ACT Chief Minister Andrew Barr has confirmed he received a letter from Prime Minister Scott Morrison requesting support for a royal commission into the bushfire crisis but has not committed his support right away.
Mr Barr says he will need to discuss the terms of reference with local authorities before making his decision.
“As the Prime Minister has requested a response by 12 February, I will take the next few days to consult with colleagues and relevant ACT Government agencies before submitting the ACT’s views on the draft terms of reference,” Mr Barr said.
Mr Morrison used his first speech of the year to federal parliament on Tuesday to call for a royal commission into the bushfires to “shine a light on what needs to be done to make our country safer and our communities more resilient”.
“Our summers are getting longer, drier and hotter, that’s what climate change does, and that requires a new responsiveness, resilience and a re-invigorated focus on adaptation,” the Prime Minister said.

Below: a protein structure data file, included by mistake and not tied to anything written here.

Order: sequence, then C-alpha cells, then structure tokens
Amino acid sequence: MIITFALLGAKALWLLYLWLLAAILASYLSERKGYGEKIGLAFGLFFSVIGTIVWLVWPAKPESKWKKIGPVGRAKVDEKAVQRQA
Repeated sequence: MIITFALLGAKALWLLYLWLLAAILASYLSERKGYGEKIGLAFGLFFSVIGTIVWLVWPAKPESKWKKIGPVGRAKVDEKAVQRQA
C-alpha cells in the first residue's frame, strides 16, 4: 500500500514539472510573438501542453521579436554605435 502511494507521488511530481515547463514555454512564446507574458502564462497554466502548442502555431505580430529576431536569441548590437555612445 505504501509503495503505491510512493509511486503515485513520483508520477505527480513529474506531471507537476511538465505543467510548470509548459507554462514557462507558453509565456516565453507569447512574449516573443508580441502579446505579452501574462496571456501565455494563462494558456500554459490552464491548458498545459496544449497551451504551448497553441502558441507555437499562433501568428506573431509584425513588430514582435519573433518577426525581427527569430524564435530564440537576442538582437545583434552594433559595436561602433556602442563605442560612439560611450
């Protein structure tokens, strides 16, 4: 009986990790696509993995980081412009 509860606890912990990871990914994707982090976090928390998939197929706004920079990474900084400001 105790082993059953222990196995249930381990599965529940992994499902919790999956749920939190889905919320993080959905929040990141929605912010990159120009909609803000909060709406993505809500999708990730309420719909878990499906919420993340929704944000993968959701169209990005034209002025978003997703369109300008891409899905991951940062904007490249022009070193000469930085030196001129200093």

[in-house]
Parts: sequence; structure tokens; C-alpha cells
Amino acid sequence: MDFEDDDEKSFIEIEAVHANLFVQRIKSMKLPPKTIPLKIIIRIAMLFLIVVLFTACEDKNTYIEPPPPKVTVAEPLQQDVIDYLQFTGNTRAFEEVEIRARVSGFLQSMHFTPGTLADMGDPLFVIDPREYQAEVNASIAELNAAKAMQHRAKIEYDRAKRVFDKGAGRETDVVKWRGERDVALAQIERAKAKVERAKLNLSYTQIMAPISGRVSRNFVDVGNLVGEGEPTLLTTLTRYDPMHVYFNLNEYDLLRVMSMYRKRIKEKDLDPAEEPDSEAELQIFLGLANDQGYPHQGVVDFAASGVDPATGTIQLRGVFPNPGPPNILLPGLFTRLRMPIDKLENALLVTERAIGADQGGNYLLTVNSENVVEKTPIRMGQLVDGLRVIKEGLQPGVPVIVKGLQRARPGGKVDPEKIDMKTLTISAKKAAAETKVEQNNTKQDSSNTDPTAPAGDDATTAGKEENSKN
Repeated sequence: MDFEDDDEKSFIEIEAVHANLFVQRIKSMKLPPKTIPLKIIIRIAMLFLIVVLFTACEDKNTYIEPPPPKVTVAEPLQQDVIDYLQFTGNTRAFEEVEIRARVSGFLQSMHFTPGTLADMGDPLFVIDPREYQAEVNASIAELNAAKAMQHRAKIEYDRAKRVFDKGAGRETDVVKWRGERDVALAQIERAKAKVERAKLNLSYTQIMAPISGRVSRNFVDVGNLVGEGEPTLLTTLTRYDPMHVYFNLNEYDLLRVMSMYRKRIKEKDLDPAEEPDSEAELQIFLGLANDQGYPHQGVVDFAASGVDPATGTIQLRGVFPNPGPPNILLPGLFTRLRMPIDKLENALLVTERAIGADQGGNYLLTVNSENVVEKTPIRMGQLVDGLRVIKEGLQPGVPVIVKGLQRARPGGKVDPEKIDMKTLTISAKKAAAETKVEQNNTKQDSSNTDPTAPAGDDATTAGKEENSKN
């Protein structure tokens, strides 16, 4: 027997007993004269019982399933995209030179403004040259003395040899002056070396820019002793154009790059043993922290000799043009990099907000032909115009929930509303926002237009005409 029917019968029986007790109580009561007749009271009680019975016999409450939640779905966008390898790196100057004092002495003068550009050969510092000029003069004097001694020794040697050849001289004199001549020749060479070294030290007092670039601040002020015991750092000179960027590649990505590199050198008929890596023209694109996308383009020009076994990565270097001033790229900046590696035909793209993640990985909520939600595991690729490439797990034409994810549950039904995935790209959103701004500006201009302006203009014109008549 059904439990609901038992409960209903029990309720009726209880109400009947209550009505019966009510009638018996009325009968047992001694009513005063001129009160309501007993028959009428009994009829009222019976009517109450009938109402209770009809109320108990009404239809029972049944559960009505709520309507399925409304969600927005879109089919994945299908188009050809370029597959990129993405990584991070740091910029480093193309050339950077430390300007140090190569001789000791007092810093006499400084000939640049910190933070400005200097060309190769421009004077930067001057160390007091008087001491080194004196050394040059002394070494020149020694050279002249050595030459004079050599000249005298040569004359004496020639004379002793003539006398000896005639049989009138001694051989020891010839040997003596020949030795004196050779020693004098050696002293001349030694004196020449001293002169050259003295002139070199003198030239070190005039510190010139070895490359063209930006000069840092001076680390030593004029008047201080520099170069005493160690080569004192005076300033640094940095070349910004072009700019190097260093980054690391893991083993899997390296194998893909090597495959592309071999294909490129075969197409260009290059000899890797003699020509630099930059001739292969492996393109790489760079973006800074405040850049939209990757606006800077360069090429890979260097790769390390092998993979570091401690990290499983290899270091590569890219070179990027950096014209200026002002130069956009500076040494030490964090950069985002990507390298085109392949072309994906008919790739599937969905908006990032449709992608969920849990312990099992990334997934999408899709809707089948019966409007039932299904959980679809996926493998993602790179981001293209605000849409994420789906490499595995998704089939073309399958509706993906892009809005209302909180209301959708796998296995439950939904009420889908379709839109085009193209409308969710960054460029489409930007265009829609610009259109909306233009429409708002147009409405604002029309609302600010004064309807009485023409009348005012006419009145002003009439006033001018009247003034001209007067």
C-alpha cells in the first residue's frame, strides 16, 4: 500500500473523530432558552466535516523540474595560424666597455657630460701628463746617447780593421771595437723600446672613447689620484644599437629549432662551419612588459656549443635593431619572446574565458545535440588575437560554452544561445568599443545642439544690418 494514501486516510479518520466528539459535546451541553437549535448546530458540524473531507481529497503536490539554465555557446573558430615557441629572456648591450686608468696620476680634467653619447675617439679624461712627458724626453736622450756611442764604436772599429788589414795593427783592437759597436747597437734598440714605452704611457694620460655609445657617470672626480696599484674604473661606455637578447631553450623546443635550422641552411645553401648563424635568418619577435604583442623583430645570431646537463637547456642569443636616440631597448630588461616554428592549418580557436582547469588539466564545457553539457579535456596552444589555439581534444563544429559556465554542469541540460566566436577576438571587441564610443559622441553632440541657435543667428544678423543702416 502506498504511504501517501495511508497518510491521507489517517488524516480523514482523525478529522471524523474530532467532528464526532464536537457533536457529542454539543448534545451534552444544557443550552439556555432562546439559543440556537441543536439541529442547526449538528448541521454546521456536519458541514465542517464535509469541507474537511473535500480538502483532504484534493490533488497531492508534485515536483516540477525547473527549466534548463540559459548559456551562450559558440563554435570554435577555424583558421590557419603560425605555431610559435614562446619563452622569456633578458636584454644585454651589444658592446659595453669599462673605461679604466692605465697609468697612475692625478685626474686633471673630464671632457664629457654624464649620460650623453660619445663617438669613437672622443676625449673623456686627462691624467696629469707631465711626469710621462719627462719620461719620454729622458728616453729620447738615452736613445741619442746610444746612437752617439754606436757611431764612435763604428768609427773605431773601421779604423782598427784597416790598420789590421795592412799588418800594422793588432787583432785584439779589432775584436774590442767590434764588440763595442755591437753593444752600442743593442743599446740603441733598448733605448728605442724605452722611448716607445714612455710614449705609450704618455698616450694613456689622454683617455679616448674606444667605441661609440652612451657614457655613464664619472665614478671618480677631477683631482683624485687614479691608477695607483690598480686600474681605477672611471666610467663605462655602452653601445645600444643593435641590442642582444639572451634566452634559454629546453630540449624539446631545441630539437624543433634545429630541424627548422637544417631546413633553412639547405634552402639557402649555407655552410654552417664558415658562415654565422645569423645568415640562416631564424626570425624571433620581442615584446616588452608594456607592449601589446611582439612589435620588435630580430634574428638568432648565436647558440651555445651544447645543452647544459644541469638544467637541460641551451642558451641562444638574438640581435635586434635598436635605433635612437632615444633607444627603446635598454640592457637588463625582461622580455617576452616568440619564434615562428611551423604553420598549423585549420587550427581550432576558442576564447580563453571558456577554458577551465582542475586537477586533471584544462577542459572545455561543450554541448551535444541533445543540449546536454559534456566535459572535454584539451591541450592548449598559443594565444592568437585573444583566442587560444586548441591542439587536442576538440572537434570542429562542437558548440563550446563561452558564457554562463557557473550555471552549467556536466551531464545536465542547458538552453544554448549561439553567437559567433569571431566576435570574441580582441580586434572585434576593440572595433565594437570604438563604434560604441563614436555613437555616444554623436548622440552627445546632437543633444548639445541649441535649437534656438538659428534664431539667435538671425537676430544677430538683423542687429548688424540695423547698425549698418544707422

“We owe it to those we have lost, we owe it to those who have fought these fires, we owe it to our children and to the land itself to learn from the lessons that are necessary.”
The royal commission would be led by former Chief of the Defence Force, Air Chief Marshal Mark Binskin, and would take less than six months the Prime Minister said.
Mr Morrison has not released the terms of reference of the royal commission but it will reportedly examine climate change and a more harmonised approach to hazard reduction burns.
“It will be looking in a very focused way about how and on what trigger the Federal Government can actually, on its own initiative, put its own resources … in there on the ground,” he said earlier this week.
“We need to know better at what point we can do that in the future.
“The other thing it is going to do is look at the resilience and preparedness, which is things like hazard reduction, land clearing laws, managing native vegetation … practical things so we can get it ready for the next season.”
However, some experts have criticised the idea of a royal commission as expensive and time-consuming, touting countless bushfires commissions and inquiries that have already taken place in Australia.